WHERE to Backup?

Cloud backup is protected from ransomware, but make sure the cloud company you choose can delete encrypted files for you, by date or by extension–ask the question, and if they can’t answer in plain language, take your business elsewhere. File Sharing services like OneDrive and Google Drive are not backups; they’re single-copy storage that ransomware sees as a folder that can be encrypted like any other folder. Don’t use them for backups.

Network-attached storage drives are for continuous or scheduled backups. With the right software, they offer protection against drive and computer failures. If you bolt them down in a hidden spot in your building, they can protect against data loss from technology theft. Some of these units are even fire-resistant. They aren’t immune to power problems, and won’t survive a direct-to-building lightning strike, but neither will the wiring of your building.

USB-connected ‘portable’ drives (small, no power cord), and ‘external’ drives (larger, with a power adapter), are for backing up and then locking up data, so they’re protection against burglars and lightning, and if off-site, floods, fire, and general mayhem. But as nothing done manually is reliable, they can’t be your only backup destination.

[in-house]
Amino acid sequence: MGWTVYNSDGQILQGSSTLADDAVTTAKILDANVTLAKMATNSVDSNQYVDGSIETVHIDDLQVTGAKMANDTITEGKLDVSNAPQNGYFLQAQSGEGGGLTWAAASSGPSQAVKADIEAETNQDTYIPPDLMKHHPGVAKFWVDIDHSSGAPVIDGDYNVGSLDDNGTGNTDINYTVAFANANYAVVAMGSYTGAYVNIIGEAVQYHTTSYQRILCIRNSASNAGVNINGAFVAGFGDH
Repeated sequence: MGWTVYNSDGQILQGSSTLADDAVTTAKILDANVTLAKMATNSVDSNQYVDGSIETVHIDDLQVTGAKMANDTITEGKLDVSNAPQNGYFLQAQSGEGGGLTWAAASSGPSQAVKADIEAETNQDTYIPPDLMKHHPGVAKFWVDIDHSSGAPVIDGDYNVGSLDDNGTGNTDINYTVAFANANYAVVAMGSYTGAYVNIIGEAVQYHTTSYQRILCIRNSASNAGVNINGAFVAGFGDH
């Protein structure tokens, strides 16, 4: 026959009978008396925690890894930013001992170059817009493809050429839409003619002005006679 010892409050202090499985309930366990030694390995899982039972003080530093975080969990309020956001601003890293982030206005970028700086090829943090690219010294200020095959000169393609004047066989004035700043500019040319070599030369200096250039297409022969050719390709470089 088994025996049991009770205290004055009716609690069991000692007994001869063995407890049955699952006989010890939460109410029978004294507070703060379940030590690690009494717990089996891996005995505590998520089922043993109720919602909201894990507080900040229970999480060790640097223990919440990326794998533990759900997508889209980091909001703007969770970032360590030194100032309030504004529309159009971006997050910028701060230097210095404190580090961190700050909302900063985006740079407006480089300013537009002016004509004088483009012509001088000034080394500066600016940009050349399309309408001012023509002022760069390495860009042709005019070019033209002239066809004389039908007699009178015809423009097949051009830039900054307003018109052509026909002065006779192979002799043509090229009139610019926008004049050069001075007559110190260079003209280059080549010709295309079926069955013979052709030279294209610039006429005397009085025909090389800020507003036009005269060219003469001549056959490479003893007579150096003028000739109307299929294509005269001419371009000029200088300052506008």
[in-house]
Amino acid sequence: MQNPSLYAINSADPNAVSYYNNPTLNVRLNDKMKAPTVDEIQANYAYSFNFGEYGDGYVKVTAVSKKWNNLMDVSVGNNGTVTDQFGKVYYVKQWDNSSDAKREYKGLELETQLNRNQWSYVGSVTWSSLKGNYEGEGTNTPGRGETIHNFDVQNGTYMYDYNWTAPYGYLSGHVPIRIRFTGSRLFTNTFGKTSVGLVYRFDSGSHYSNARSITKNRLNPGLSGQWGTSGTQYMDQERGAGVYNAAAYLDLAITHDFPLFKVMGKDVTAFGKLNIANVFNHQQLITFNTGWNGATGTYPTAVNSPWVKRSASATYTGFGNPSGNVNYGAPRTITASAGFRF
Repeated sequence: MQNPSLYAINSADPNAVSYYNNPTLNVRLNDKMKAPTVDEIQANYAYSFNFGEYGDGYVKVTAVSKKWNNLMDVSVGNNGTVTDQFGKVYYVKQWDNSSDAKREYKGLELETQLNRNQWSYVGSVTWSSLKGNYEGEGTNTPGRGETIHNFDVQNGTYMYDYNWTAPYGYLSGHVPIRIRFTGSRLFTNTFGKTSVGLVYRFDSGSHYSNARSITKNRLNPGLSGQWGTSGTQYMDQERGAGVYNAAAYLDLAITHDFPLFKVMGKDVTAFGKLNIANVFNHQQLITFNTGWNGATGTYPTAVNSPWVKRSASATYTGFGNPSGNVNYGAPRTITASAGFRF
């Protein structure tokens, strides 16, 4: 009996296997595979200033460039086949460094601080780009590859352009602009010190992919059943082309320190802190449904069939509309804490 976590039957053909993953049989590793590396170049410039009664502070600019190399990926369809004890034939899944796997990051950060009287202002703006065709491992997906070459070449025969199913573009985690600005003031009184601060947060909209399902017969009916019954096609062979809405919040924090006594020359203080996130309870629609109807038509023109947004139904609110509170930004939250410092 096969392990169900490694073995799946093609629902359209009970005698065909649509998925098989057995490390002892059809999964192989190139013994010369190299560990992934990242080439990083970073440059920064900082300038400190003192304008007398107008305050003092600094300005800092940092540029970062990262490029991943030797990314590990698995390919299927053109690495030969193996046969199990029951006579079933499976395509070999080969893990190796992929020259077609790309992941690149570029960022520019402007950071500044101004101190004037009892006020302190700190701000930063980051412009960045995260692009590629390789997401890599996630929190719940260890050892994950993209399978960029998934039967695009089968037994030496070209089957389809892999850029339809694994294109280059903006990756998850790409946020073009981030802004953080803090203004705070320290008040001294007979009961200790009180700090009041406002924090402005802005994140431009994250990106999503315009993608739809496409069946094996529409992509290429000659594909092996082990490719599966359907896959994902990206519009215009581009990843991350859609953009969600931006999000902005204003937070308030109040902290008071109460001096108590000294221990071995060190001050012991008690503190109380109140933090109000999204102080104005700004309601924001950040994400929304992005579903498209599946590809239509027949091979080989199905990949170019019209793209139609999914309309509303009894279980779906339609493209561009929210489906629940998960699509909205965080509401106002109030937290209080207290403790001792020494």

WHEN to Backup?

The standard question for backups is “How many days, hours, seconds, or months of data can you afford to lose?” Answer that, and plan accordingly. For an airline, one second of data loss is millions of dollars. For most small businesses, more than a few days of lost data may lead to financial trouble.

As a starting point for small business, try this:

  • Image backups once a month, automated, for each computer, to a NAS drive. If your software configuration only changes rarely, an image every three months is OK.
  • Data Backups, every weeknight, full backup once a week, and incremental (new files and changed files) for the rest of the week.
  • File Sync, weekdays, late in the day.
  • Cloud Backup, continuously.

On computers other than your file server, if all your data is going to the server, you can skip data backups and file sync, but in this case, create image backups at least quarterly of these machines. Check the location of data files from Outlook or Thunderbird; they should save to the file server so that they’re included in all backups.

Keep the last three complete sets of all these backups. Assume there’s corruption–there frequently is, and recovery of an older file set may be needed. In some cases, a failed backup is the first sign of hard drive trouble, so monitor the backups, and restore some files as a test. If there has been no test of your backups, you don’t have any backups. Always test.

Monitor your backups. All good backup software can email the results of a backup, either that it worked or that it failed. Usually, if it fails, the backup device didn’t turn back on after a power failure, or it’s full. That’s OK if you’ve got that email that tells you to check your backups.

Finally, if you’ve been carefully backing up for years, great! But look at the backup drive; if it’s a 240 Gb drive, it could be from 2004. Backup drives fail, and old drives are slow and erratic. If you are running one type of backup, to an old drive, it’s time to update.

BackBlaze